Kurma, which means turtle or tortoise, is now viewed as the second avatar of Lord Vishnu. There are a total of ten principal avatars via which Vishnu is believed to descend on earth to restore cosmic order. The word Dashavatara derives from da┼Ťa, which means ten and avatara which means incarnation.

In recent times, the order of the ancient concept of Dashavataras has been interpreted to be reflective of the theory of evolution as well as a description of the earth’s evolutionary consciousness.

Matsya, the fish, is the first incarnation of Vishnu; and as mentioned earlier, Kurma, the turtle, is the second.

In the Shatapatha Brahmana, the tortoise Kurma is equated to be the creator of all creatures. Prajapati, who is an aspect of Lord Brahma, takes on the form of Kurma to create all creatures. Kurma is also referred to as called Aditya, one of the solar children of the Goddess Aditi.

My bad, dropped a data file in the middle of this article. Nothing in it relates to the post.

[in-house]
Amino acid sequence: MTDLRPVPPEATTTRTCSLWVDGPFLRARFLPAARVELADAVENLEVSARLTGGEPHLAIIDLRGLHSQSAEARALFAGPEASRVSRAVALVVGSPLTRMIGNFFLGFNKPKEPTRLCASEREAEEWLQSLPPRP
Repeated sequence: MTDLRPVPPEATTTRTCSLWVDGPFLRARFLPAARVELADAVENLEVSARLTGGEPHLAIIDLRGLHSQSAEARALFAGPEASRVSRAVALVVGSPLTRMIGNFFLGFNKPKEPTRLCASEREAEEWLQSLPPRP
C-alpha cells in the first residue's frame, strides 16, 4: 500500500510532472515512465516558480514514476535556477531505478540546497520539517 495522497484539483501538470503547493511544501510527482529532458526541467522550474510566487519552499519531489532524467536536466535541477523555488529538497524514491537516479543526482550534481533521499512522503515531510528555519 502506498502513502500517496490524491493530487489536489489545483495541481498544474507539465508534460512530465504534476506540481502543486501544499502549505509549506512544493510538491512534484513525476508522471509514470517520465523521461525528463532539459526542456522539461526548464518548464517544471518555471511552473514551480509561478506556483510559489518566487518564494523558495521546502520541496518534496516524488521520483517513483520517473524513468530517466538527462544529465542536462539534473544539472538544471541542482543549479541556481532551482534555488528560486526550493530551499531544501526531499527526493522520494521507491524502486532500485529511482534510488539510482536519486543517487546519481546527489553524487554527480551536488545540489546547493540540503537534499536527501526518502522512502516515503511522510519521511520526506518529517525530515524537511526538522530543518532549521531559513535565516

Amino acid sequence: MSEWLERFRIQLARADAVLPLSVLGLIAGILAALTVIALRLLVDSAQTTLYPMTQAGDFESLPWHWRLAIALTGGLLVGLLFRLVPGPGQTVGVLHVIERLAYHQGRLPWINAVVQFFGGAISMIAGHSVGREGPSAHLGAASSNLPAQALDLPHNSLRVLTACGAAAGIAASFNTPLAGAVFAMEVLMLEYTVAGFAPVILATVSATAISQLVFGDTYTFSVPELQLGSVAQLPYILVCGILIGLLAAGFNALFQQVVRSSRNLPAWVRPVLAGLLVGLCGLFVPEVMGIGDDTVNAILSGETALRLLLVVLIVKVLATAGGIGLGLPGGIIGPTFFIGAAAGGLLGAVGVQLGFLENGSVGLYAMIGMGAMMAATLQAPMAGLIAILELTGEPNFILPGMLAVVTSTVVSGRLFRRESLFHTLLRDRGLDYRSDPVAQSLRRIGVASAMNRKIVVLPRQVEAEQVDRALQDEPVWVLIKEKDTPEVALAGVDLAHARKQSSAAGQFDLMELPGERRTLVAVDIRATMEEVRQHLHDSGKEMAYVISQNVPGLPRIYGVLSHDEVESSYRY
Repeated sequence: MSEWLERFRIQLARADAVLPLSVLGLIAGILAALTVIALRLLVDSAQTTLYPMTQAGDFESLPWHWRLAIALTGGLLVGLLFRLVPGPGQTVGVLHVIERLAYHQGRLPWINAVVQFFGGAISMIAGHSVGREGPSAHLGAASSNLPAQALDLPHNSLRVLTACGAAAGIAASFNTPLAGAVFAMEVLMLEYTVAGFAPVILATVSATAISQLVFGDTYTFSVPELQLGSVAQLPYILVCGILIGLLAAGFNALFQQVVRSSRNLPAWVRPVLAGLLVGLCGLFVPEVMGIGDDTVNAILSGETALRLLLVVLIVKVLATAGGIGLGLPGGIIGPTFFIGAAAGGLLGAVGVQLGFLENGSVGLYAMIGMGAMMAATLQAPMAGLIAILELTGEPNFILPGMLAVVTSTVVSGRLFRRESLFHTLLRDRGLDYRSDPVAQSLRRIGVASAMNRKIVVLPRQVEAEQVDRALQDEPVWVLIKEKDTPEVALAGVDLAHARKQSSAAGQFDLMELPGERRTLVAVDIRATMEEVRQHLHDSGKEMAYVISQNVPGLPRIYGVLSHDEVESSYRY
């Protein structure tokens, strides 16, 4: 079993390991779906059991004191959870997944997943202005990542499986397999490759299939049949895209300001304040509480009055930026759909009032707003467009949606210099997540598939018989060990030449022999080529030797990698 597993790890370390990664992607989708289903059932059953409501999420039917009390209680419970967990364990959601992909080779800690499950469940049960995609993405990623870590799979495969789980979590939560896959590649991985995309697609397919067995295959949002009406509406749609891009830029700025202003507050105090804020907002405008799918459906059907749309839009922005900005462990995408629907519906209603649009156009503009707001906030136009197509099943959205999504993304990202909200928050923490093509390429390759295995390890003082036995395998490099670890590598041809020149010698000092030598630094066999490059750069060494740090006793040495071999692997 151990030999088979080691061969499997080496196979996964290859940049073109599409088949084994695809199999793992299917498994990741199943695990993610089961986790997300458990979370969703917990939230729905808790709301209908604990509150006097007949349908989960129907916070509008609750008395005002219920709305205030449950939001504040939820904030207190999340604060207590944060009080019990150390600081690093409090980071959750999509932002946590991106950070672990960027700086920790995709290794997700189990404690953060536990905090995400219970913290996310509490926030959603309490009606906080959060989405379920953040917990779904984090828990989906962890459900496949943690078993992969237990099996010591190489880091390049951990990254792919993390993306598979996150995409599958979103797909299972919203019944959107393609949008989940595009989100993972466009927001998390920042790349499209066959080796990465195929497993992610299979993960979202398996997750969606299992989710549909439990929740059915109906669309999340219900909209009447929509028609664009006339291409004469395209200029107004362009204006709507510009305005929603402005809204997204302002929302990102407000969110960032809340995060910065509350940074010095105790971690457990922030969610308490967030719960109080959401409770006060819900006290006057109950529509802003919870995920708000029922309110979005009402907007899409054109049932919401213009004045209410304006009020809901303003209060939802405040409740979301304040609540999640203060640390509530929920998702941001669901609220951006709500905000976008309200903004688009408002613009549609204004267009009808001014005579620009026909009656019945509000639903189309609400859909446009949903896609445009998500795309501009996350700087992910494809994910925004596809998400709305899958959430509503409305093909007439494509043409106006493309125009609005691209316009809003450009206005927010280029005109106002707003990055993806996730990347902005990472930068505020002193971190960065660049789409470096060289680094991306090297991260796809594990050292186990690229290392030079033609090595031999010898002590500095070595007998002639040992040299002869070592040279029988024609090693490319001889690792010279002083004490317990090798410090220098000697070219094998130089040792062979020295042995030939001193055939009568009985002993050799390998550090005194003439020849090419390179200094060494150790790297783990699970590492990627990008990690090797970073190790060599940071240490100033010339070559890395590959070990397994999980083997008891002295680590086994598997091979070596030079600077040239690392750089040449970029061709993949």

When the worship of Lord Brahma became less popular and that of Vishnu increased; the names, attributes, and aspects of Brahma were transferred to Vishnu. In Lord Vishnu’s form as the world turtle Kurma, he supports all the worlds on his back. In the Brahma tradition, however, the tortoise is the animal form that Prajapati took on in order to create offspring.

The Hindu doctrine teaches that whenever humanity and creation as a whole is under threat, God descends into the world as an avatar to restore order and redeem its creation.

The avatar doctrine presents a worldview of divinity that is compatible with science and a belief in evolution. The world was shaped by a gradual progression of avatar incarnations: from fish to turtle to mammal and lastly to human.

The existence of ten avatars presents the theological view of a deeply personal and loving God who cares about the fate of its creation. It is due to Vishnu’s second incarnation as Kurma that the world is blessed with the bounty of creative potential.

It is Vishnu in his aspect as Kurma that both supports and sustain the universe.

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